It’s snowing in Utah and Wyoming! Despite summer

(Photo by Jeff J Mitchell/Getty Images)

Global warming? There are a few states that would currently like a little extra heat.

High-elevation areas in Utah and Wyoming saw their first snow this week, despite there still being two weeks left in the summer season.

Mountains in Nevada near Lake Tahoe also saw frozen precipitation this week.

“It begins. Showers this morning have brought some light snow to some areas above 10,000 feet, including Bald Mountain Pass in the Uinta Mountains,” The National Weather Service’s Salt Lake City office tweeted.

“The first fall-like storm of the season will make its way through Utah tonight through Wednesday. Widespread rain and much cooler temperatures are expected. We may even see a dusting of snow at the higher northern mountain locations!!!” they said in another tweet.

A photo of snow dusting could also be seen in a photo released by the Utah Department of Transportation. Looking at the photo, you could never tell it’s summer.

(Screenshot from Utah Department of Transportation)

For Wyoming, the NWS announced that “A potent early fall storm will deliver significant amounts of precipitation to the area today through Wednesday night. The rain is expected to turn to snow by late tonight and continue Wednesday and Wednesday evening.”

“Hikers and campers should prepare for winter conditions,” they added.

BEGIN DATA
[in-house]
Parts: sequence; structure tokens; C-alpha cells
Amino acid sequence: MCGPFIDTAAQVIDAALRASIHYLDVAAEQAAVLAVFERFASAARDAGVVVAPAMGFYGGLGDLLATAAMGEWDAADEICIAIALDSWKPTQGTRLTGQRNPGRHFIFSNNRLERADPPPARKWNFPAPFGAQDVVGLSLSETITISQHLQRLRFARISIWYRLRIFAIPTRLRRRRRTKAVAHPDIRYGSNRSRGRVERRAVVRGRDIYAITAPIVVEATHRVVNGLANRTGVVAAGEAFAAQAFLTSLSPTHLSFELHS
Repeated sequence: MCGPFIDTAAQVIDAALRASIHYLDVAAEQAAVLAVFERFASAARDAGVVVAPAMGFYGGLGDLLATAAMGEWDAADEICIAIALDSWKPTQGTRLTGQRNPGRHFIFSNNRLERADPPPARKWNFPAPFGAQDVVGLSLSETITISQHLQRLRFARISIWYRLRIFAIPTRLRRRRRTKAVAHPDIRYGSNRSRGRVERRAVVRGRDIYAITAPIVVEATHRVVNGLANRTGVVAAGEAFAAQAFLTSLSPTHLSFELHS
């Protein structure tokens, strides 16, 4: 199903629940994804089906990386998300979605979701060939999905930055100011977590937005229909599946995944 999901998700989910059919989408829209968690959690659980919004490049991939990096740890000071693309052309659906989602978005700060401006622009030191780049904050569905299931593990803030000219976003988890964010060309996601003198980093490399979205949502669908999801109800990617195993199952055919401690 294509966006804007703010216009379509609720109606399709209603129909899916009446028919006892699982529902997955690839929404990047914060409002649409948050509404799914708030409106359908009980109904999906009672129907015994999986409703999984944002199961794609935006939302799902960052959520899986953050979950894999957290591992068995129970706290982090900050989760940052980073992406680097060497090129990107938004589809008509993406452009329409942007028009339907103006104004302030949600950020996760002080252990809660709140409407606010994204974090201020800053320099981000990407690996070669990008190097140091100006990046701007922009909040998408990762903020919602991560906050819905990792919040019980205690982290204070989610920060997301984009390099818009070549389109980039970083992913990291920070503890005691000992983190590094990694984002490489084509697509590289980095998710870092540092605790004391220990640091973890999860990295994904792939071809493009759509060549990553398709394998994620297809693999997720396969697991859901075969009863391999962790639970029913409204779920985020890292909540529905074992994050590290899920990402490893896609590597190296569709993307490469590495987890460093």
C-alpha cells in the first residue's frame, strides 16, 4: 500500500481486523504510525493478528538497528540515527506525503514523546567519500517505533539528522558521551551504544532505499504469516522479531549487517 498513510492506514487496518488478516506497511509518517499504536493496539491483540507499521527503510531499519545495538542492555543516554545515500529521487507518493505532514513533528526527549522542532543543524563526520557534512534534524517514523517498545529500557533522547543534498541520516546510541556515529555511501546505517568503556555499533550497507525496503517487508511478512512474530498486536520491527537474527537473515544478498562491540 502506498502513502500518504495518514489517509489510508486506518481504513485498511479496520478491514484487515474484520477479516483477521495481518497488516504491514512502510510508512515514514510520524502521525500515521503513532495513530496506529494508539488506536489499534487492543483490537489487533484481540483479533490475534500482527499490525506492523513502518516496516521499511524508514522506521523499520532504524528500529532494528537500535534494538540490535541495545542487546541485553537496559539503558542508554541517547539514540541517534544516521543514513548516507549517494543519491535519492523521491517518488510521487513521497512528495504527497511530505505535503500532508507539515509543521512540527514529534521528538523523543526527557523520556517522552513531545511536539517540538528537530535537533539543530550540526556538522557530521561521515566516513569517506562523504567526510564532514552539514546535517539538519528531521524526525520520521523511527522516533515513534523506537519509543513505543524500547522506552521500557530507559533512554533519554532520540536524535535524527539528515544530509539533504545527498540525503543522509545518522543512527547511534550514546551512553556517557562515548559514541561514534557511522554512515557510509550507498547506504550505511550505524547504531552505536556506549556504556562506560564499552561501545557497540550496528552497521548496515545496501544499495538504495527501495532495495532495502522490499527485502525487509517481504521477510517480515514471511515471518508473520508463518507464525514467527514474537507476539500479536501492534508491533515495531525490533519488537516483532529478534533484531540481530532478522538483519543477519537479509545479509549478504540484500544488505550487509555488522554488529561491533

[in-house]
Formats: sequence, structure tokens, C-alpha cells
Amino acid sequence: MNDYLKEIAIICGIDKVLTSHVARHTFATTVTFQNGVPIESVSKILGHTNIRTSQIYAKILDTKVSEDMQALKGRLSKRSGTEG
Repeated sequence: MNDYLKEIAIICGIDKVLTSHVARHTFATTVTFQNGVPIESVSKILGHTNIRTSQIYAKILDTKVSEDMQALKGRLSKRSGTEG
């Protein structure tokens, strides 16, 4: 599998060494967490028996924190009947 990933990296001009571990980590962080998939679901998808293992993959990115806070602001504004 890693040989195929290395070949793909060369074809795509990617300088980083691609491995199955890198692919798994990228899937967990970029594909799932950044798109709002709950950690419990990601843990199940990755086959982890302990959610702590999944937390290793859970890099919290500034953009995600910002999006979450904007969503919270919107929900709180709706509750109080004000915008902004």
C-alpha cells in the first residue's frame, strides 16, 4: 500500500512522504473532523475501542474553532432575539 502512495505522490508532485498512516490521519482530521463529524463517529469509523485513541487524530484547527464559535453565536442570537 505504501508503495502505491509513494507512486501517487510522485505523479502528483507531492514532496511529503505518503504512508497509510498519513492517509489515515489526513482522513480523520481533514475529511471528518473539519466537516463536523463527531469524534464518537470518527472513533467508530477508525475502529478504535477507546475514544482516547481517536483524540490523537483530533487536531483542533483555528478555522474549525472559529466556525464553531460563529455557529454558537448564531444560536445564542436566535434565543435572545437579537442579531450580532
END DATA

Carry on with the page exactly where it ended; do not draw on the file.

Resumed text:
The Teton and Gros Ventre Mountains are expecting one to three inches of snow, while four to 10 inches is expected in areas elevated over 10,000 feet.

NWS Reno also shared a photo from Mt. Rose Highway near Lake Tahoe, which is elevated over 8000 feet, that also showed winter already setting in.

“The ‘S’ word on MT. Rose in the Reno area!!” the NWS Elko tweeted in response to the photo.

AccuWeather has reported that temperatures are expected to climb back up by the weekend, but the snow is still a bit of a shock to many.

As if its specific goal is to fight global warming narratives, the Farmer’s Almanac is predicting “bitterly cold winter conditions” for areas east of the Rockies to the Appalachians.

Some snarky responses on Twitter to the unexpected cold fronts are already rolling in.

Some are actually hoping for the snow to spread to their part of their country.

Zachary Leeman

Staff Writer
[email protected]

Zachary Leeman is originally from Maine, he served in the United States Army Reserve for six years. He currently lives in Nashville, Tennessee.
Zachary Leeman

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